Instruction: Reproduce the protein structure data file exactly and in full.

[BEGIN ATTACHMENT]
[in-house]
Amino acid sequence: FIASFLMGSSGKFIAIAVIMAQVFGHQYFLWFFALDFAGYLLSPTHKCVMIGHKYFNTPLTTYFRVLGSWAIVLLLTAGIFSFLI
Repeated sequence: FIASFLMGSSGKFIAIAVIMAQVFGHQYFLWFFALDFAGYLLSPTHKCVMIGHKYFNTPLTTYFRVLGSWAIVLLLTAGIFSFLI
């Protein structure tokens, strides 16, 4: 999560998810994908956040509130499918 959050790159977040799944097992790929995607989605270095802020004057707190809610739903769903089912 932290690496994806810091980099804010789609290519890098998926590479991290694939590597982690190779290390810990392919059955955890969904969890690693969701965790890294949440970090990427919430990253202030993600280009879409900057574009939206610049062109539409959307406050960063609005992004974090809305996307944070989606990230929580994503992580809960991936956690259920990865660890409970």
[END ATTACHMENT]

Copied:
[in-house]
Amino acid sequence: FIASFLMGSSGKFIAIAVIMAQVFGHQYFLWFFALDFAGYLLSPTHKCVMIGHKYFNTPLTTYFRVLGSWAIVLLLTAGIFSFLI
Repeated sequence: FIASFLMGSSGKFIAIAVIMAQVFGHQYFLWFFALDFAGYLLSPTHKCVMIGHKYFNTPLTTYFRVLGSWAIVLLLTAGIFSFLI
């Protein structure tokens, strides 16, 4: 999560998810994908956040509130499918 959050790159977040799944097992790929995607989605270095802020004057707190809610739903769903089912 932290690496994806810091980099804010789609290519890098998926590479991290694939590597982690190779290390810990392919059955955890969904969890690693969701965790890294949440970090990427919430990253202030993600280009879409900057574009939206610049062109539409959307406050960063609005992004974090809305996307944070989606990230929580994503992580809960991936956690259920990865660890409970």